What about Pentecost? That’s what we’re observing today. In ancient Israel, this day was to celebrate the spring harvest of the nation. When I lived in Arkansas years ago, there were quite a few farmers in my congregation. And in the spring, they would start talking about winter wheat. That was wheat that was planted in the winder time, and it was a smaller crop than they raised in the summer. But, they would plant winter wheat and then they would harvest it in the spring. So, Pentecost is a spring festival. 

But notice this in the New Testament – Acts 2, verse 1. After Christ has been killed, and resurrected from the dead, and spent time with His disciples, and has ascended to heaven, it says:

Acts 2:1-4 – When the day of Pentecost arrived – that’s called the Feast of Firstfruits in the Old Testament, but they called it Pentecost in the New because it means to count fifty days after the Sabbath that falls during Unleavened Bread. And that takes us to Pentecost. When the day of Pentecost arrived, they were all together in one place. So, there they are – observing Pentecost. And suddenly, there came from heaven a sound like a mighty rushing wind, and it filled the entire house where they were sitting. And divided tongues as of fire appeared to them and rested on each one of them. And they were all filled with the Holy Spirit and began to speak in other tongues as the Spirit gave them utterance.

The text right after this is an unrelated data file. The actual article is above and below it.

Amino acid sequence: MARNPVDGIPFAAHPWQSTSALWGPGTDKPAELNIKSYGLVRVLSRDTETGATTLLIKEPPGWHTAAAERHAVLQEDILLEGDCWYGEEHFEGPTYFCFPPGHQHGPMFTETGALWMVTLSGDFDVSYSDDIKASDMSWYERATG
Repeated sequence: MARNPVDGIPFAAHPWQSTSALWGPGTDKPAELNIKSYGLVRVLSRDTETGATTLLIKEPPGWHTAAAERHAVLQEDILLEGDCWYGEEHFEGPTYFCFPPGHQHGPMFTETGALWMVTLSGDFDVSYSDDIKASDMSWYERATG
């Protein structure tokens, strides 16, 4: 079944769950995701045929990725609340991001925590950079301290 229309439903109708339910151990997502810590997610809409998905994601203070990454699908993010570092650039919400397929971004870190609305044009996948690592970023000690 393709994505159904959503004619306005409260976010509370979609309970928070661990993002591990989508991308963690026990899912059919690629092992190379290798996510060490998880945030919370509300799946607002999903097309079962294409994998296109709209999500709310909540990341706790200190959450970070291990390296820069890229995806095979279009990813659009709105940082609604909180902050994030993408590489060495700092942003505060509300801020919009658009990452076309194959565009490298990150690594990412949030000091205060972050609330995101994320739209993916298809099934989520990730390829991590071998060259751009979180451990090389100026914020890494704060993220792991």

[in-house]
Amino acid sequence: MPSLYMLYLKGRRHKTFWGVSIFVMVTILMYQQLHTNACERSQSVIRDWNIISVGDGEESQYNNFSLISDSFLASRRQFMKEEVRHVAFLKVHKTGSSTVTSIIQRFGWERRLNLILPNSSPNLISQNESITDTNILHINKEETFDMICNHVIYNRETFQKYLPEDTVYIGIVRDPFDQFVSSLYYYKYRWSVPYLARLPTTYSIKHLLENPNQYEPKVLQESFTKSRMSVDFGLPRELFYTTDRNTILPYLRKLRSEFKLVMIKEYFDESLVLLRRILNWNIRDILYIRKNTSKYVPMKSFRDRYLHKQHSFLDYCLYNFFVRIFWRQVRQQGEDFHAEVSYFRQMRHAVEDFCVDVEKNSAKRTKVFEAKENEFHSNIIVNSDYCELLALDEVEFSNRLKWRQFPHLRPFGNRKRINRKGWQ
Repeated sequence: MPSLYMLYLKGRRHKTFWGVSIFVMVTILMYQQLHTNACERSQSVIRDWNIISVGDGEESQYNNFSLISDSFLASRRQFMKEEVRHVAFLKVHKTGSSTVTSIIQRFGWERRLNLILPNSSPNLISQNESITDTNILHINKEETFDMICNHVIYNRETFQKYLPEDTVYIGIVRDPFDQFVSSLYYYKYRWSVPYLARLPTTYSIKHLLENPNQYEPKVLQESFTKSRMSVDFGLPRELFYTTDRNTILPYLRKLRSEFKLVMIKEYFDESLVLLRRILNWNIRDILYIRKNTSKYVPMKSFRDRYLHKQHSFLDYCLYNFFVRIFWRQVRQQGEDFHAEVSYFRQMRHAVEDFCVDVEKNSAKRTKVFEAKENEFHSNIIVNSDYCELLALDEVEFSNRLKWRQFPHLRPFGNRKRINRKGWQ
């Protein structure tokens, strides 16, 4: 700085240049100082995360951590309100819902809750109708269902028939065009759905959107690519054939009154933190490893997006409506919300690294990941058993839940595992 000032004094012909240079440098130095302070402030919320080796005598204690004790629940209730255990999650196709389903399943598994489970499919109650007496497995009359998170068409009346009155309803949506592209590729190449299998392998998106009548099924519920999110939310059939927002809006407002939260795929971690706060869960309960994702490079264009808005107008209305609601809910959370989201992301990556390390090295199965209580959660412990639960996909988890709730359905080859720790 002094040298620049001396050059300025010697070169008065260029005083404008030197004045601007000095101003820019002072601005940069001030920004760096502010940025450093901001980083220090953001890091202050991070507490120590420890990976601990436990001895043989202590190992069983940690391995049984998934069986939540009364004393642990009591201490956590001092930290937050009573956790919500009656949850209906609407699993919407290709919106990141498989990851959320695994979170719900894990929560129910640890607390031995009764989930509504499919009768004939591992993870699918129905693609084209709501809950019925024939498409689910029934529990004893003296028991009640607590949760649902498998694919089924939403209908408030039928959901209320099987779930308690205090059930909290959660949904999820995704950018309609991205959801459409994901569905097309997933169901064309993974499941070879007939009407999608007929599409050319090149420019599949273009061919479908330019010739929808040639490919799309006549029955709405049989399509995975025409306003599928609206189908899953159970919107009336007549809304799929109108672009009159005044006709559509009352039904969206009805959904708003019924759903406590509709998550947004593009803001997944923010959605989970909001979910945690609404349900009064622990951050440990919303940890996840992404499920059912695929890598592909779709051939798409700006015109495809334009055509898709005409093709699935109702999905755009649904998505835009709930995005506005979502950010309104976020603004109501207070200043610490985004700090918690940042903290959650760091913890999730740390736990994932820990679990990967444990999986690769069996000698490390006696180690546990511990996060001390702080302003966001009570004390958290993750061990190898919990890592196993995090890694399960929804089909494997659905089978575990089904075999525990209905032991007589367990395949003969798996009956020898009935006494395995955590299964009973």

Then Peter stood up and preached a powerful sermon, explaining from the Bible what they were seeing. And he says in Acts 2:37:

V-37-38 – Now when they heard this – Luke is telling us this. When these people heard this sermon Peter preached – they were cut to the heart, and said to Peter and the rest of the apostles, “Brothers, what shall we do?” And Peter said to them, “Repent and be baptized every one of you in the name of Jesus Christ for the forgiveness of your sins, and you will receive the gift of the Holy Spirit.”